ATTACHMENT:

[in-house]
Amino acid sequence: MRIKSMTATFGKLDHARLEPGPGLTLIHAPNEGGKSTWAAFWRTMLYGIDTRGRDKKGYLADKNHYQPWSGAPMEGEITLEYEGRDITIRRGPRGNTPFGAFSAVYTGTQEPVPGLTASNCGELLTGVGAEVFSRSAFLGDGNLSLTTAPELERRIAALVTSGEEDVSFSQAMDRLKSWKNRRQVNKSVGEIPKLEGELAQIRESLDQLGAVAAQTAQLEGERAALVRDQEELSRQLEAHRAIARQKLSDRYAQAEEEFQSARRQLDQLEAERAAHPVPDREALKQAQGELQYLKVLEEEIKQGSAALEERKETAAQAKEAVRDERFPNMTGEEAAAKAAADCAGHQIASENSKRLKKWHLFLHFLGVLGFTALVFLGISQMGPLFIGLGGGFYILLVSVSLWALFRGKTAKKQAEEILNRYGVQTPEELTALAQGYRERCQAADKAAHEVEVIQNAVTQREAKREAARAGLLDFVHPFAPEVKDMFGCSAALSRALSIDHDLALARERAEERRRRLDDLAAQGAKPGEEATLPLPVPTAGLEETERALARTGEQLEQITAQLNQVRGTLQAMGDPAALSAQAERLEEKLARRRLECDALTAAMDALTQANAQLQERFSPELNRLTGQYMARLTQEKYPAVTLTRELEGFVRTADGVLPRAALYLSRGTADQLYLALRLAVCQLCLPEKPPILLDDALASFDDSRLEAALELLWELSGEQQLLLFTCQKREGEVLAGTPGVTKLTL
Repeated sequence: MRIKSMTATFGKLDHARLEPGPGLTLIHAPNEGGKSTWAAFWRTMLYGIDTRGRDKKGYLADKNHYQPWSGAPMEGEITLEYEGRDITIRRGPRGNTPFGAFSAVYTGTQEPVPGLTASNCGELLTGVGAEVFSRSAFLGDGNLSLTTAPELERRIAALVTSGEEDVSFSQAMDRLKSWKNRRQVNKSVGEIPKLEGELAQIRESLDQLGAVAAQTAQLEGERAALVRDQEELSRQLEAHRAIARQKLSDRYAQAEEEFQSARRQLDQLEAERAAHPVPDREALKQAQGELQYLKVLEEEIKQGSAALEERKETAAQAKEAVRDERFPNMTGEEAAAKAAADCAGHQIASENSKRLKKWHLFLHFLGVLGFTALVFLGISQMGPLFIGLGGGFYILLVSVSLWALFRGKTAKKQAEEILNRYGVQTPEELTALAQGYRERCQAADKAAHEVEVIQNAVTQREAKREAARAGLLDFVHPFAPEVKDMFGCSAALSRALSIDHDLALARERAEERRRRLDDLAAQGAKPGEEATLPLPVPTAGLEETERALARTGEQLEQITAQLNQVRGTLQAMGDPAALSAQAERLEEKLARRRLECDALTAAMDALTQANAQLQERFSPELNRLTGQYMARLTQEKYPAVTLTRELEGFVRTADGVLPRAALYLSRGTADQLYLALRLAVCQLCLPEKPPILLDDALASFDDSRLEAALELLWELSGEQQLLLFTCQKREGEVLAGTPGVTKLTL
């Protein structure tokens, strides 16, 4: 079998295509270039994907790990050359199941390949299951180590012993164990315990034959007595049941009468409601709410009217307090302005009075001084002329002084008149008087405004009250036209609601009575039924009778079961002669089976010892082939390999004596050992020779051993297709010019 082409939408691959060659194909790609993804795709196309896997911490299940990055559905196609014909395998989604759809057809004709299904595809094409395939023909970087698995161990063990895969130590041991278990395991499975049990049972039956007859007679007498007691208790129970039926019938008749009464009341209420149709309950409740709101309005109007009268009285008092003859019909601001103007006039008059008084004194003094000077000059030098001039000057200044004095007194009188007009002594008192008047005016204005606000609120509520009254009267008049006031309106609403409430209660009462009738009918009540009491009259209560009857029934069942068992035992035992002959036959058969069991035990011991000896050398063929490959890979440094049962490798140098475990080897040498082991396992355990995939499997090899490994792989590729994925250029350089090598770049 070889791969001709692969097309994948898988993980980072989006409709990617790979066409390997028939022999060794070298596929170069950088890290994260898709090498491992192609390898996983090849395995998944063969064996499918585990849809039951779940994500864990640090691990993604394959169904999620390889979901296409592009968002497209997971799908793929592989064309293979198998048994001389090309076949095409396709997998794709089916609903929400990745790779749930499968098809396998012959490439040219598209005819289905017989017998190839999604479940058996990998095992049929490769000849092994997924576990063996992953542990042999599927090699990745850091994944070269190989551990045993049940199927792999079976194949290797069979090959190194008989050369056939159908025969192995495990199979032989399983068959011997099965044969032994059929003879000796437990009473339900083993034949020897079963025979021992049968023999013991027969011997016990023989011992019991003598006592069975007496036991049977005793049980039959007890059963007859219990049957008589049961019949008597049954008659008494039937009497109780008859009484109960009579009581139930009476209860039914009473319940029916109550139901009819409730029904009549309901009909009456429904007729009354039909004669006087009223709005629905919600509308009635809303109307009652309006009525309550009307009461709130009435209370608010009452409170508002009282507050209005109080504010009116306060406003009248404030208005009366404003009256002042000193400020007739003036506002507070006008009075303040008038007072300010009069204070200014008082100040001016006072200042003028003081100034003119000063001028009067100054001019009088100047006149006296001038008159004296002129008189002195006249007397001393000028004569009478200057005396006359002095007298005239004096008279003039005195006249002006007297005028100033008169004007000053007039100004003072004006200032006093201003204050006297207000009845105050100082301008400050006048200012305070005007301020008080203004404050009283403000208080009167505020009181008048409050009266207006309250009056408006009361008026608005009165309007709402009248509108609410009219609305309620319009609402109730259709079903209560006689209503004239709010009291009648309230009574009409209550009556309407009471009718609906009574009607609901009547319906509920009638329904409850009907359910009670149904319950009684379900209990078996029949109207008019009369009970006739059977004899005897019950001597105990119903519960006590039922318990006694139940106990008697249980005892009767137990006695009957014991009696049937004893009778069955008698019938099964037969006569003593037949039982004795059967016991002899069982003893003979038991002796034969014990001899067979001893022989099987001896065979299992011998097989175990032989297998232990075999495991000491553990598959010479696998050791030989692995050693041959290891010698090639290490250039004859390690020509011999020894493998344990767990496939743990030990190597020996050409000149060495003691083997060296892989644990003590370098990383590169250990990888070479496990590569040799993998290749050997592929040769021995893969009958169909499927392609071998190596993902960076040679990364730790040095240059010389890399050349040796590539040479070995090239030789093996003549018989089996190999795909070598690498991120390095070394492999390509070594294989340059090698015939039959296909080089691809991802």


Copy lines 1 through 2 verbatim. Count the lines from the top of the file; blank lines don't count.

[in-house]
Amino acid sequence: MRIKSMTATFGKLDHARLEPGPGLTLIHAPNEGGKSTWAAFWRTMLYGIDTRGRDKKGYLADKNHYQPWSGAPMEGEITLEYEGRDITIRRGPRGNTPFGAFSAVYTGTQEPVPGLTASNCGELLTGVGAEVFSRSAFLGDGNLSLTTAPELERRIAALVTSGEEDVSFSQAMDRLKSWKNRRQVNKSVGEIPKLEGELAQIRESLDQLGAVAAQTAQLEGERAALVRDQEELSRQLEAHRAIARQKLSDRYAQAEEEFQSARRQLDQLEAERAAHPVPDREALKQAQGELQYLKVLEEEIKQGSAALEERKETAAQAKEAVRDERFPNMTGEEAAAKAAADCAGHQIASENSKRLKKWHLFLHFLGVLGFTALVFLGISQMGPLFIGLGGGFYILLVSVSLWALFRGKTAKKQAEEILNRYGVQTPEELTALAQGYRERCQAADKAAHEVEVIQNAVTQREAKREAARAGLLDFVHPFAPEVKDMFGCSAALSRALSIDHDLALARERAEERRRRLDDLAAQGAKPGEEATLPLPVPTAGLEETERALARTGEQLEQITAQLNQVRGTLQAMGDPAALSAQAERLEEKLARRRLECDALTAAMDALTQANAQLQERFSPELNRLTGQYMARLTQEKYPAVTLTRELEGFVRTADGVLPRAALYLSRGTADQLYLALRLAVCQLCLPEKPPILLDDALASFDDSRLEAALELLWELSGEQQLLLFTCQKREGEVLAGTPGVTKLTL